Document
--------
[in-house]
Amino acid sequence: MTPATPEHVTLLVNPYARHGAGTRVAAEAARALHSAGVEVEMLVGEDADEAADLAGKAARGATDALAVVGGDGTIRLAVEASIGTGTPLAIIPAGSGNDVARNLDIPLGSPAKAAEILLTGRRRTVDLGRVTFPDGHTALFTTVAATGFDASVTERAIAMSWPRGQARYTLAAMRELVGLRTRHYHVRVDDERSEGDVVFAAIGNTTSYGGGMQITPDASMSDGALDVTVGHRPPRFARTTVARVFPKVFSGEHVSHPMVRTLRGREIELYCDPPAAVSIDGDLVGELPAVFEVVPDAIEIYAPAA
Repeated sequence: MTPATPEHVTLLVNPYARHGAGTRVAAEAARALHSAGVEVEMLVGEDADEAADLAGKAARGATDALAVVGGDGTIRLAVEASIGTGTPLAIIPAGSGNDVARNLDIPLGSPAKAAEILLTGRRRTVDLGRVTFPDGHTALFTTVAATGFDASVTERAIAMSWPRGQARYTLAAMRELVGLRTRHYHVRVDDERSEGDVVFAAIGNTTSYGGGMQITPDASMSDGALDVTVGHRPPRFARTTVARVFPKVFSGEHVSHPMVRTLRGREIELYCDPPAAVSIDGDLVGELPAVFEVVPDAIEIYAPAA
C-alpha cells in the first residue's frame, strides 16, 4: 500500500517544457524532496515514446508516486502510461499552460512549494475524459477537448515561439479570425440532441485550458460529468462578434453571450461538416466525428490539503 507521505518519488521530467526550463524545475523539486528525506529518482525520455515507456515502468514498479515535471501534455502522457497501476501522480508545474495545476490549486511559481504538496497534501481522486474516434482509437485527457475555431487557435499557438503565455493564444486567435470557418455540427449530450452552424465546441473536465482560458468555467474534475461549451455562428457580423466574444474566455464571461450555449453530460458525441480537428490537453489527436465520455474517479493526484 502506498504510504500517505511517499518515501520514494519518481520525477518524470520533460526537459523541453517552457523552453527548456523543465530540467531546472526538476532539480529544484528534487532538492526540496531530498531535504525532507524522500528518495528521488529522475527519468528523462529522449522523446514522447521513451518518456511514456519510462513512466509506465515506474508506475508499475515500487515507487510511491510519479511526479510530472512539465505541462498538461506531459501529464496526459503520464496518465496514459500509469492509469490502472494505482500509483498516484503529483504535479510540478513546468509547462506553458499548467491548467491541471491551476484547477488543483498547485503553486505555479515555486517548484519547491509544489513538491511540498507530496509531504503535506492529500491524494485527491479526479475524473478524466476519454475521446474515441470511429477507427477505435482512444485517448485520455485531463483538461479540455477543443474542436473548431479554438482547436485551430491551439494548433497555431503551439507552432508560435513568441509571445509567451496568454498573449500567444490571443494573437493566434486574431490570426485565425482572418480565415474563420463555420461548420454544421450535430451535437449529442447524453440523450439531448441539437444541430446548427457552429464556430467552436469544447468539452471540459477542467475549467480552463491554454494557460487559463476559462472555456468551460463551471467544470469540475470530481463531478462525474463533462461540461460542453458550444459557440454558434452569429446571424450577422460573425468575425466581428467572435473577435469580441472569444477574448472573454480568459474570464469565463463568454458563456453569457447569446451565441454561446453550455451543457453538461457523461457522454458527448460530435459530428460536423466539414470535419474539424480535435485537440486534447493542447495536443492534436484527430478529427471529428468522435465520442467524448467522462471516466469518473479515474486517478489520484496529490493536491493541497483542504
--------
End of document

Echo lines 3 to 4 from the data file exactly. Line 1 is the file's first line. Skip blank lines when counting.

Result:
Repeated sequence: MTPATPEHVTLLVNPYARHGAGTRVAAEAARALHSAGVEVEMLVGEDADEAADLAGKAARGATDALAVVGGDGTIRLAVEASIGTGTPLAIIPAGSGNDVARNLDIPLGSPAKAAEILLTGRRRTVDLGRVTFPDGHTALFTTVAATGFDASVTERAIAMSWPRGQARYTLAAMRELVGLRTRHYHVRVDDERSEGDVVFAAIGNTTSYGGGMQITPDASMSDGALDVTVGHRPPRFARTTVARVFPKVFSGEHVSHPMVRTLRGREIELYCDPPAAVSIDGDLVGELPAVFEVVPDAIEIYAPAA
C-alpha cells in the first residue's frame, strides 16, 4: 500500500517544457524532496515514446508516486502510461499552460512549494475524459477537448515561439479570425440532441485550458460529468462578434453571450461538416466525428490539503 507521505518519488521530467526550463524545475523539486528525506529518482525520455515507456515502468514498479515535471501534455502522457497501476501522480508545474495545476490549486511559481504538496497534501481522486474516434482509437485527457475555431487557435499557438503565455493564444486567435470557418455540427449530450452552424465546441473536465482560458468555467474534475461549451455562428457580423466574444474566455464571461450555449453530460458525441480537428490537453489527436465520455474517479493526484 502506498504510504500517505511517499518515501520514494519518481520525477518524470520533460526537459523541453517552457523552453527548456523543465530540467531546472526538476532539480529544484528534487532538492526540496531530498531535504525532507524522500528518495528521488529522475527519468528523462529522449522523446514522447521513451518518456511514456519510462513512466509506465515506474508506475508499475515500487515507487510511491510519479511526479510530472512539465505541462498538461506531459501529464496526459503520464496518465496514459500509469492509469490502472494505482500509483498516484503529483504535479510540478513546468509547462506553458499548467491548467491541471491551476484547477488543483498547485503553486505555479515555486517548484519547491509544489513538491511540498507530496509531504503535506492529500491524494485527491479526479475524473478524466476519454475521446474515441470511429477507427477505435482512444485517448485520455485531463483538461479540455477543443474542436473548431479554438482547436485551430491551439494548433497555431503551439507552432508560435513568441509571445509567451496568454498573449500567444490571443494573437493566434486574431490570426485565425482572418480565415474563420463555420461548420454544421450535430451535437449529442447524453440523450439531448441539437444541430446548427457552429464556430467552436469544447468539452471540459477542467475549467480552463491554454494557460487559463476559462472555456468551460463551471467544470469540475470530481463531478462525474463533462461540461460542453458550444459557440454558434452569429446571424450577422460573425468575425466581428467572435473577435469580441472569444477574448472573454480568459474570464469565463463568454458563456453569457447569446451565441454561446453550455451543457453538461457523461457522454458527448460530435459530428460536423466539414470535419474539424480535435485537440486534447493542447495536443492534436484527430478529427471529428468522435465520442467524448467522462471516466469518473479515474486517478489520484496529490493536491493541497483542504